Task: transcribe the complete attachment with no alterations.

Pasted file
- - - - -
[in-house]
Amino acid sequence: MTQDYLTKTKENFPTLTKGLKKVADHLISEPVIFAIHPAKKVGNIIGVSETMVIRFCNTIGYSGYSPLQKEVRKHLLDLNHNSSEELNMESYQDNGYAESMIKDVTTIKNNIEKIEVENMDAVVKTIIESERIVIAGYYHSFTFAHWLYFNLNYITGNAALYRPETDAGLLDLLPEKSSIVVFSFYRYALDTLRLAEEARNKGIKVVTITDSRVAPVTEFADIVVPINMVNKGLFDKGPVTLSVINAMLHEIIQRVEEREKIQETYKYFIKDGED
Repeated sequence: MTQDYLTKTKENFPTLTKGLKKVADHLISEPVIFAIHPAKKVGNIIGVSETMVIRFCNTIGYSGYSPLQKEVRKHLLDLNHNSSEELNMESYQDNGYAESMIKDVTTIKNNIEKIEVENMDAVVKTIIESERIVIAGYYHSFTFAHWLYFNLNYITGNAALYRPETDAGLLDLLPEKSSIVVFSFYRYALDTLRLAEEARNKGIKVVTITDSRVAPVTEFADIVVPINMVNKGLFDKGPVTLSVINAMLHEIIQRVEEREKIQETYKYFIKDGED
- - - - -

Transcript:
[in-house]
Amino acid sequence: MTQDYLTKTKENFPTLTKGLKKVADHLISEPVIFAIHPAKKVGNIIGVSETMVIRFCNTIGYSGYSPLQKEVRKHLLDLNHNSSEELNMESYQDNGYAESMIKDVTTIKNNIEKIEVENMDAVVKTIIESERIVIAGYYHSFTFAHWLYFNLNYITGNAALYRPETDAGLLDLLPEKSSIVVFSFYRYALDTLRLAEEARNKGIKVVTITDSRVAPVTEFADIVVPINMVNKGLFDKGPVTLSVINAMLHEIIQRVEEREKIQETYKYFIKDGED
Repeated sequence: MTQDYLTKTKENFPTLTKGLKKVADHLISEPVIFAIHPAKKVGNIIGVSETMVIRFCNTIGYSGYSPLQKEVRKHLLDLNHNSSEELNMESYQDNGYAESMIKDVTTIKNNIEKIEVENMDAVVKTIIESERIVIAGYYHSFTFAHWLYFNLNYITGNAALYRPETDAGLLDLLPEKSSIVVFSFYRYALDTLRLAEEARNKGIKVVTITDSRVAPVTEFADIVVPINMVNKGLFDKGPVTLSVINAMLHEIIQRVEEREKIQETYKYFIKDGED